Daft question. Anyone know the speed of Kodak P.25 plates?
I was inspired by the earlier post 'Are you using your plate camera?'
I haven't taken a picture with a plate camera for a while, but I won two 2 1/2 X 3 1/2" plate cameras on eBay about a year ago. Never did anything with them... until today
One is a budget cameo camera. Reasonable condition but humble lens and shutter.
The other is an ICA - must be 1920s as it has the pentagram as the manufacturers logo. Annoyingly ICA put the name of their cameras on the strap - and of course the strap has been replaced, so the camera is now anonimous. I've found that catalogue of ICA cameras from 1925 by googling - and they made about 100 different cameras!!!
It is superficially like an Ideal, but without the rack for focussing or the frame finder. It is like a budget Ideal, maybe - but strangely it has a compur dial set shutter and a Tessar lens, so not so budget optics.
Anyway, to get to the point - I happen to have a fair collection of unexposed glass plates. Over the years I have established that most of them are now completely unusable (hardly suprising) but some of the slowest ones have survived. A packet of "Wellington" process plates from about 1920 were as good as new, not a trace of fog. I expect the speed of about 1/2 ISO probably helped
Today (or tommorrow) I thought I'd try out some Kodak P.25 plates from the 1950s in the ICA. I assume these will be slow, so may have something left in them?
Unfortunately I have no exposure details for these plates. I've tried googling, but "P.25" gets interpreted as a document page number, so mostly anything with the word "Kodak" is displayed. I can't track down any Kodak plate info
Now. Does anyone know an approx ISO rating for these?
OK, they might not be exactly as per spec anymore...
The original ISO rating might not be so relevent, but a rough starting point would be useful. I only have a few so can't afford to waste too many plates with experiments to determine speed.
Do you have a box? Kodak seem usually to have printed an emulsion number on the packaging somewhere.
I googled "Kodak P.25" (with quotes) and found a few things that indicated that it's a high-contrast emulsion that seems mostly to have been used for scientific applications. Didn't find anything that hinted at the sensitivity, but it seems like it might have occupied sort of the same niche as Tech Pan.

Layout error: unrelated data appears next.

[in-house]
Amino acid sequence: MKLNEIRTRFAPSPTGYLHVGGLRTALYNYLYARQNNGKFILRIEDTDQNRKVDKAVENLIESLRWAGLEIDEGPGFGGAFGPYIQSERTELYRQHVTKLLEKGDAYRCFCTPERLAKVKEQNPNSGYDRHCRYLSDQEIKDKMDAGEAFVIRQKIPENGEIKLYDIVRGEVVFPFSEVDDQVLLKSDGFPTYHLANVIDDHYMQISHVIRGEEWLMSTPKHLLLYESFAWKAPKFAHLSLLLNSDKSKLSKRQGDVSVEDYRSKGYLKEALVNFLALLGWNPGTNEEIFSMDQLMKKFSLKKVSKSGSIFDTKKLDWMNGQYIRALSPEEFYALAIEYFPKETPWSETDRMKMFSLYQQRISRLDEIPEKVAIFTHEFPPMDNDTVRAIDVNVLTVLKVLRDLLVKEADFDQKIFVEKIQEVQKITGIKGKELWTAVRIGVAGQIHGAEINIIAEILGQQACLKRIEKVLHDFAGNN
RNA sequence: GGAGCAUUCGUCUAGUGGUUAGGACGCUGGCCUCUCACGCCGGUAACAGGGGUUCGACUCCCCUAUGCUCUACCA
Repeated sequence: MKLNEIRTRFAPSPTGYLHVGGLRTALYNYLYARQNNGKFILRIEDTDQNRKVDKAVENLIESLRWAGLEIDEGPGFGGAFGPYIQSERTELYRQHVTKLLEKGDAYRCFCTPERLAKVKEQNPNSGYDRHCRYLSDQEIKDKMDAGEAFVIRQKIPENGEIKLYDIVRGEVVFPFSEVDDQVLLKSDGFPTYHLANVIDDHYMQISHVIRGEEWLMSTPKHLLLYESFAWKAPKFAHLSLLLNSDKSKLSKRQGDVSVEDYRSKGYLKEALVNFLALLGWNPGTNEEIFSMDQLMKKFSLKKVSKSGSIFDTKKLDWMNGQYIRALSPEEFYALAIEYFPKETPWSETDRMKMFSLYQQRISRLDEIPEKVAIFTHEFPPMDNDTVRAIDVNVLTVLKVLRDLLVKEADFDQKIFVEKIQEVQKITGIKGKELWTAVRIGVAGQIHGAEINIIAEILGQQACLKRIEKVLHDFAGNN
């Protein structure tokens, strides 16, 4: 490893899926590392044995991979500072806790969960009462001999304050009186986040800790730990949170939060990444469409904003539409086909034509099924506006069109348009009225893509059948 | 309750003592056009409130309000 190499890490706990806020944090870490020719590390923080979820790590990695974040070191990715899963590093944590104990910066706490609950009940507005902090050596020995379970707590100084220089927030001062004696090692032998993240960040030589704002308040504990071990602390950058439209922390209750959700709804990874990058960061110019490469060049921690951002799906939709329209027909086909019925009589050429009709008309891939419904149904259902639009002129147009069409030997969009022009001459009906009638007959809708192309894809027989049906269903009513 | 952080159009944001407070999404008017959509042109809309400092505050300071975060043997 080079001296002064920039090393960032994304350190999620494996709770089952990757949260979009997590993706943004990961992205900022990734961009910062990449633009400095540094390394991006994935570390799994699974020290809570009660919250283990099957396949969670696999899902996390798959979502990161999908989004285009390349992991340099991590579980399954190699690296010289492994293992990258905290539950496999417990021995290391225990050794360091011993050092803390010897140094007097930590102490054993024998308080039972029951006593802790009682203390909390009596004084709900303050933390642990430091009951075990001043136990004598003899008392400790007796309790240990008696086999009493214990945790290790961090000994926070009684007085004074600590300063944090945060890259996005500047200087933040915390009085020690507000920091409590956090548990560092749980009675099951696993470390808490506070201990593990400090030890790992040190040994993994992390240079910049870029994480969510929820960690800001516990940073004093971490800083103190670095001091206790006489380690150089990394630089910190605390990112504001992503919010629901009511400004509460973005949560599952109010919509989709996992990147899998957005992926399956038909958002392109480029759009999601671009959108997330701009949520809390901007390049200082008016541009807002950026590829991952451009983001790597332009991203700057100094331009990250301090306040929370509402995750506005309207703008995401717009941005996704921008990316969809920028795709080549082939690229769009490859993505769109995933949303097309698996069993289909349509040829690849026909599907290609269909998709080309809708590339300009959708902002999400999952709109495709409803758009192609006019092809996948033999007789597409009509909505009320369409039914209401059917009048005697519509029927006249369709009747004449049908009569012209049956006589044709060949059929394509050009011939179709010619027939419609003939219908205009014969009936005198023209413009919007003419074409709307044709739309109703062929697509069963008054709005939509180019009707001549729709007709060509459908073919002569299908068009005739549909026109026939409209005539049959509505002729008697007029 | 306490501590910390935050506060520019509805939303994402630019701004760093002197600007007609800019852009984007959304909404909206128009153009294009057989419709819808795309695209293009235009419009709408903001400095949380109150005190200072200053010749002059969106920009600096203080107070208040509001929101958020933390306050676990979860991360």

San Diego, CA, USA
The lady of the house has to be a pretty swell sort of person to put up with the annoyance of a photographer.
-The Little Technical Library, _Developing, Printing, And Enlarging_
I'm not familiar with plate cameras in any way, but I have a bit of astronomy experience. Check old astrophotography books if you can find some. Plates were in use in astronomy far more recently than most other areas, and this might have been just that sort of emulsion.
Yes, I was a bit too clever with my google searches and included '+glass' and '+plate' in the thread, which seemed to do more harm than good.
The blurb on the box implies that the plates are intended for copying colour documents (being panchromatic).
So yes, fine grained and slow. Well, no point in wasting any more time googling, they might be fogged to death anyway - I'll take a wild guestimate at 8 ASA and I'll develop in dilute Rodinal, since they are probably very contrasty and foggy and we'll see what happens
Well, as a subscript to my own post -
The plates were toast. Disappointing, but not unexpected. They might be 50 years old! I was hoping the slow speed might have saved them, but maybe 'twas the panchromatic bit wot did it
They were very foggy and I guess at well less than 1 ISO. 5 mins in Rodinal left them very thin, too, just a ghost of an image in the fog.
Good news was that the camera seemed light tight, everything worked well and the best image, whilst very foggy, was still razor sharp. The lens must be very good and the registration of the film / focussing planes spot on. Considering the lens is quite slow (f4.5) the image is quite bright on the focussing screen, too. Must be a very nice piece of fine ground glass.
I now know that the camera is an ICA Volta 150, must be from about 1926 as it has 'ICA' on the inside, but Zeiss Ikon on the lens and rear focussing screen door. Strange, though, the ICA logo on this camera is a 5 pointed star, which alledgedly is the early logo - it was changed later on to an Angel by the time of the merger, according to cameropedia. Odd...
Shame about the plates - but I do have a roll film holder for it
Inspired by the success of the camera with the plates, even if the plates themselves were fog bound - I'm off to stick a roll through it...
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